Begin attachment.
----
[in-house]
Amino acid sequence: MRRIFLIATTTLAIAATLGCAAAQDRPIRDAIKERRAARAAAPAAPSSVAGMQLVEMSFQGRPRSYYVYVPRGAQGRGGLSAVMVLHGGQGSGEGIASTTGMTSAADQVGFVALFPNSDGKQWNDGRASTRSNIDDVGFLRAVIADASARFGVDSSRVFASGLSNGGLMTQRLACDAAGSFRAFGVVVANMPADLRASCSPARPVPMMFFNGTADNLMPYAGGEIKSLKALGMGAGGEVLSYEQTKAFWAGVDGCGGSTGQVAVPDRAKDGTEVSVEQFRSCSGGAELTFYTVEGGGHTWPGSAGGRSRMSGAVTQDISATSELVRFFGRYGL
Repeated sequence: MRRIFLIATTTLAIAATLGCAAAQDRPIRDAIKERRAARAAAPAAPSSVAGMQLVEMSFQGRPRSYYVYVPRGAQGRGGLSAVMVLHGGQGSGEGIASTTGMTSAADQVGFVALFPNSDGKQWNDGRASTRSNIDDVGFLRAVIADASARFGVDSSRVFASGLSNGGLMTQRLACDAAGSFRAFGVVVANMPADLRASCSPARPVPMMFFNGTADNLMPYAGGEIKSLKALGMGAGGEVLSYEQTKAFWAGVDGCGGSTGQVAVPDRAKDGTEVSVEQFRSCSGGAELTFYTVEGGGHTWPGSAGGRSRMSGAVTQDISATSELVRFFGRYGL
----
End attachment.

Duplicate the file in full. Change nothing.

[in-house]
Amino acid sequence: MRRIFLIATTTLAIAATLGCAAAQDRPIRDAIKERRAARAAAPAAPSSVAGMQLVEMSFQGRPRSYYVYVPRGAQGRGGLSAVMVLHGGQGSGEGIASTTGMTSAADQVGFVALFPNSDGKQWNDGRASTRSNIDDVGFLRAVIADASARFGVDSSRVFASGLSNGGLMTQRLACDAAGSFRAFGVVVANMPADLRASCSPARPVPMMFFNGTADNLMPYAGGEIKSLKALGMGAGGEVLSYEQTKAFWAGVDGCGGSTGQVAVPDRAKDGTEVSVEQFRSCSGGAELTFYTVEGGGHTWPGSAGGRSRMSGAVTQDISATSELVRFFGRYGL
Repeated sequence: MRRIFLIATTTLAIAATLGCAAAQDRPIRDAIKERRAARAAAPAAPSSVAGMQLVEMSFQGRPRSYYVYVPRGAQGRGGLSAVMVLHGGQGSGEGIASTTGMTSAADQVGFVALFPNSDGKQWNDGRASTRSNIDDVGFLRAVIADASARFGVDSSRVFASGLSNGGLMTQRLACDAAGSFRAFGVVVANMPADLRASCSPARPVPMMFFNGTADNLMPYAGGEIKSLKALGMGAGGEVLSYEQTKAFWAGVDGCGGSTGQVAVPDRAKDGTEVSVEQFRSCSGGAELTFYTVEGGGHTWPGSAGGRSRMSGAVTQDISATSELVRFFGRYGL